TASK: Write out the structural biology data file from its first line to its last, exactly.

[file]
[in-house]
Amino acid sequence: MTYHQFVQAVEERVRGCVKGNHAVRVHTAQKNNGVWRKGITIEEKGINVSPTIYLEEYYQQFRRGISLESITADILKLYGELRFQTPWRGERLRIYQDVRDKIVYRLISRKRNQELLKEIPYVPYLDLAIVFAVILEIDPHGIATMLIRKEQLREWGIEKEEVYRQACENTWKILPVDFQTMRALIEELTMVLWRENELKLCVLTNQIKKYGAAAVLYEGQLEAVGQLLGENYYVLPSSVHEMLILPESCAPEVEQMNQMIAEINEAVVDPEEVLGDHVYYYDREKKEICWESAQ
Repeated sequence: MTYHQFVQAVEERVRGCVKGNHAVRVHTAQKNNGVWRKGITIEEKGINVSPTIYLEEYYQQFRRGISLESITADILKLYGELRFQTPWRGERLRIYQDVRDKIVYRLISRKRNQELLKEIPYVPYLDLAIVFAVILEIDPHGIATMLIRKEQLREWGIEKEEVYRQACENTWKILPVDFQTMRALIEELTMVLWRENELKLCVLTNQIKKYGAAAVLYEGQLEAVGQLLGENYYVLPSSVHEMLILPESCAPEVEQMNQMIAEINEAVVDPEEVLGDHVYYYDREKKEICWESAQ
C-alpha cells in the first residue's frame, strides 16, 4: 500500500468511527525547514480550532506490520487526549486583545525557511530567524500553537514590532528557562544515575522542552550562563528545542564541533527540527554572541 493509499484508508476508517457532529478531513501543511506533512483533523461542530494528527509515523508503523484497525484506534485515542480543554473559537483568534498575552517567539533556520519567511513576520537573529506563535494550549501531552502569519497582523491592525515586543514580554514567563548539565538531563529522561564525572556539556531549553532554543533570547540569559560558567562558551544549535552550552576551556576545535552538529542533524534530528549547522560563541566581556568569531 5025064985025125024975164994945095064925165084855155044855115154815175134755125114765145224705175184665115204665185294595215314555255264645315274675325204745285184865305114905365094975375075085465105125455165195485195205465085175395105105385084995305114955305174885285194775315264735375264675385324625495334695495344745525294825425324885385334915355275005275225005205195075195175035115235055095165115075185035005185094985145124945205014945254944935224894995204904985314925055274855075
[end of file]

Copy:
[in-house]
Amino acid sequence: MTYHQFVQAVEERVRGCVKGNHAVRVHTAQKNNGVWRKGITIEEKGINVSPTIYLEEYYQQFRRGISLESITADILKLYGELRFQTPWRGERLRIYQDVRDKIVYRLISRKRNQELLKEIPYVPYLDLAIVFAVILEIDPHGIATMLIRKEQLREWGIEKEEVYRQACENTWKILPVDFQTMRALIEELTMVLWRENELKLCVLTNQIKKYGAAAVLYEGQLEAVGQLLGENYYVLPSSVHEMLILPESCAPEVEQMNQMIAEINEAVVDPEEVLGDHVYYYDREKKEICWESAQ
Repeated sequence: MTYHQFVQAVEERVRGCVKGNHAVRVHTAQKNNGVWRKGITIEEKGINVSPTIYLEEYYQQFRRGISLESITADILKLYGELRFQTPWRGERLRIYQDVRDKIVYRLISRKRNQELLKEIPYVPYLDLAIVFAVILEIDPHGIATMLIRKEQLREWGIEKEEVYRQACENTWKILPVDFQTMRALIEELTMVLWRENELKLCVLTNQIKKYGAAAVLYEGQLEAVGQLLGENYYVLPSSVHEMLILPESCAPEVEQMNQMIAEINEAVVDPEEVLGDHVYYYDREKKEICWESAQ
C-alpha cells in the first residue's frame, strides 16, 4: 500500500468511527525547514480550532506490520487526549486583545525557511530567524500553537514590532528557562544515575522542552550562563528545542564541533527540527554572541 493509499484508508476508517457532529478531513501543511506533512483533523461542530494528527509515523508503523484497525484506534485515542480543554473559537483568534498575552517567539533556520519567511513576520537573529506563535494550549501531552502569519497582523491592525515586543514580554514567563548539565538531563529522561564525572556539556531549553532554543533570547540569559560558567562558551544549535552550552576551556576545535552538529542533524534530528549547522560563541566581556568569531 5025064985025125024975164994945095064925165084855155044855115154815175134755125114765145224705175184665115204665185294595215314555255264645315274675325204745285184865305114905365094975375075085465105125455165195485195205465085175395105105385084995305114955305174885285194775315264735375264675385324625495334695495344745525294825425324885385334915355275005275225005205195075195175035115235055095165115075185035005185094985145124945205014945254944935224894995204904985314925055274855075